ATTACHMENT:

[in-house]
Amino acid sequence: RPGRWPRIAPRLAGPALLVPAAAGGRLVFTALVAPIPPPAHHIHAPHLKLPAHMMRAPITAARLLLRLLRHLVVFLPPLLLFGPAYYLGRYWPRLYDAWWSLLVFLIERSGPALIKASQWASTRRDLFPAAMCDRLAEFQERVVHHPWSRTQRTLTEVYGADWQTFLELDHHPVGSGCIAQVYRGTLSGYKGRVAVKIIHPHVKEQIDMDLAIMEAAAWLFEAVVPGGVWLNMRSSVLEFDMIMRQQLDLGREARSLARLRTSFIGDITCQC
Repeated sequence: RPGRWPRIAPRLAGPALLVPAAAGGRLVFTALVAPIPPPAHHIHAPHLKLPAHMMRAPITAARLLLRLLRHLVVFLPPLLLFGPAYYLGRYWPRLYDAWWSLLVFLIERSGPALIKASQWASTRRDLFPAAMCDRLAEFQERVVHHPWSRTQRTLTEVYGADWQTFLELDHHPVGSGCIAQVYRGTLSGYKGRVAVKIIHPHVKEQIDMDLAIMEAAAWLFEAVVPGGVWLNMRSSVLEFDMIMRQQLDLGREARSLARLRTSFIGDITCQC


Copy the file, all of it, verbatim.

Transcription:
[in-house]
Amino acid sequence: RPGRWPRIAPRLAGPALLVPAAAGGRLVFTALVAPIPPPAHHIHAPHLKLPAHMMRAPITAARLLLRLLRHLVVFLPPLLLFGPAYYLGRYWPRLYDAWWSLLVFLIERSGPALIKASQWASTRRDLFPAAMCDRLAEFQERVVHHPWSRTQRTLTEVYGADWQTFLELDHHPVGSGCIAQVYRGTLSGYKGRVAVKIIHPHVKEQIDMDLAIMEAAAWLFEAVVPGGVWLNMRSSVLEFDMIMRQQLDLGREARSLARLRTSFIGDITCQC
Repeated sequence: RPGRWPRIAPRLAGPALLVPAAAGGRLVFTALVAPIPPPAHHIHAPHLKLPAHMMRAPITAARLLLRLLRHLVVFLPPLLLFGPAYYLGRYWPRLYDAWWSLLVFLIERSGPALIKASQWASTRRDLFPAAMCDRLAEFQERVVHHPWSRTQRTLTEVYGADWQTFLELDHHPVGSGCIAQVYRGTLSGYKGRVAVKIIHPHVKEQIDMDLAIMEAAAWLFEAVVPGGVWLNMRSSVLEFDMIMRQQLDLGREARSLARLRTSFIGDITCQC